Coronavirus Sets the Stage for Hacking Mayhem

Coronavirus Sets the Stage for Hacking Mayhem

The novel coronavirus has impacted the global economy, daily life, and human health around the world, changing how people work and interact everyday.

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The novel coronavirus has impacted the global economy, daily life, and human health around the world, changing how people work and interact everyday. But in addition to the pressing threat the virus poses to human health, these rapid changes have also created an environment in which hackers, scammers, and spammers all thrive.

Coronavirus phishing scams started circulating in January, preying on fear and confusion about the virus—and they’ve only proliferated since. Last week, Brno University Hospital in the Czech Republic—a major Covid-19 testing hub—suffered a ransomware attack that disrupted operations and caused surgery postponements. And even sophisticated nation state hackers have been using pandemic-related traps to spread their malware. The conditions are ripe for cyberattacks of all sorts.

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More people than ever are working from home, often with fewer security defenses on their home networks than they would have in the office. Even in critical infrastructure and other high-sensitivity environments where it would be impossible to securely work from home, skeleton crews at the office and general distraction can create windows of vulnerability. And in times of stress or distraction, people are more likely to fall for malicious scams and tricks.

“This global crisis is an emergent vulnerability in the broadest sense possible,” say Lukasz Olejnik, an independent cybersecurity researcher and consultant who has been analyzing the digital security risks posed by the pandemic. “The current situation poses enough challenges. Any additional undesirable events would just make it more difficult. So one worst case consequence of a cyberattack could be slowing down crisis response, for example in the health care sector.”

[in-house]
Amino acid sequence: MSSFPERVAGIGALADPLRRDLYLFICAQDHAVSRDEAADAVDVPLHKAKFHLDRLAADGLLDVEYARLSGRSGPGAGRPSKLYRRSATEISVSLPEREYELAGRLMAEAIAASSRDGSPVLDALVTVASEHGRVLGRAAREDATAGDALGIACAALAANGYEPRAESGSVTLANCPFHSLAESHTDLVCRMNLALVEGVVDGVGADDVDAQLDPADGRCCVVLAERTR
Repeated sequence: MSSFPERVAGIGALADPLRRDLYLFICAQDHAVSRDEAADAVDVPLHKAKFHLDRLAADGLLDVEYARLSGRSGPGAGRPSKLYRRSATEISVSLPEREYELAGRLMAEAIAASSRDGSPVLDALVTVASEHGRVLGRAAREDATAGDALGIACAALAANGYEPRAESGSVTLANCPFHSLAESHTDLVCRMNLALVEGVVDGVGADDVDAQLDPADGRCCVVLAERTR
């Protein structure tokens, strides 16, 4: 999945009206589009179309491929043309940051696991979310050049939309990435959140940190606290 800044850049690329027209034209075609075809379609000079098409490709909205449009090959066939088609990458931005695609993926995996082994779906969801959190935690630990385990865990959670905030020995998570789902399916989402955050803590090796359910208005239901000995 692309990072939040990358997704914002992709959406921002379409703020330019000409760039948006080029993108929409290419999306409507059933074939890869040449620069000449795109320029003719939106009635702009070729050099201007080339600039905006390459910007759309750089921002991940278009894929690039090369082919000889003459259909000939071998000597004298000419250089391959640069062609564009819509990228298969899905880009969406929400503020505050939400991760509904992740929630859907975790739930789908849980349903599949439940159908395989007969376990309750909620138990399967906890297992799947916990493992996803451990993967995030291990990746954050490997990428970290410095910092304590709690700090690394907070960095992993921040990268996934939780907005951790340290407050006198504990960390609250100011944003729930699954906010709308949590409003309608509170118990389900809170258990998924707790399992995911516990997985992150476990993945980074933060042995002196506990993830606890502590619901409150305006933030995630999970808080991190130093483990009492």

That’s exactly what has played out at Brno University Hospital, where the Czech National Cyber Security Center and Czech law enforcement still have not fully restored digital services. Ransomware attacks on hospitals are common, because scammers hope that the urgent need to function will push administrators to simply pay the ransom. Such attacks always pose a potential threat to the health and safety of patients, but are especially horrific during a pandemic that is straining the world’s health care systems. On Wednesday, the incident remediation firm Coveware and the malware defense firm Emsisoft began offering free ransomware response services to healthcare organizations for the duration of the pandemic, warning that a digital attack on a healthcare provider during this time would have real-world kinetic consequences.

Meanwhile, phishing and scam websites themed around the pandemic are exploding on the web; some reports estimate thousands of new domains cropping up every day. Crane Hassold, senior director of threat research at the email security firm Agari, says that his team is particularly wary of the threat phishing poses to people working remotely. Home Wi-Fi often doesn’t have the same defenses—think firewalls and anomaly detection monitoring—of corporate environments. And it doesn’t help that some leading corporate VPNs have major vulnerabilities that companies don’t always take the time to patch.

Hassold, formerly a digital behavior analyst for the Federal Bureau of Investigation, also notes that even extra cautious employees may be more likely to take phishing emails at face value, since it’s not as easy to call across the room to a colleague and check whether they really initiated that payroll payment reroute. “All of this is a perfect storm,” he says.

Covid-19 scams aren’t just being used by criminals for monetary gain, but are showing up in more insidious operations. Mobile security firm Lookout published findings on Wednesday that a malicious Android application has been posing as a Covid-19 tracking map from Johns Hopkins University, but actually contains spyware connected to a surveillance operation against mobile users in Libya.

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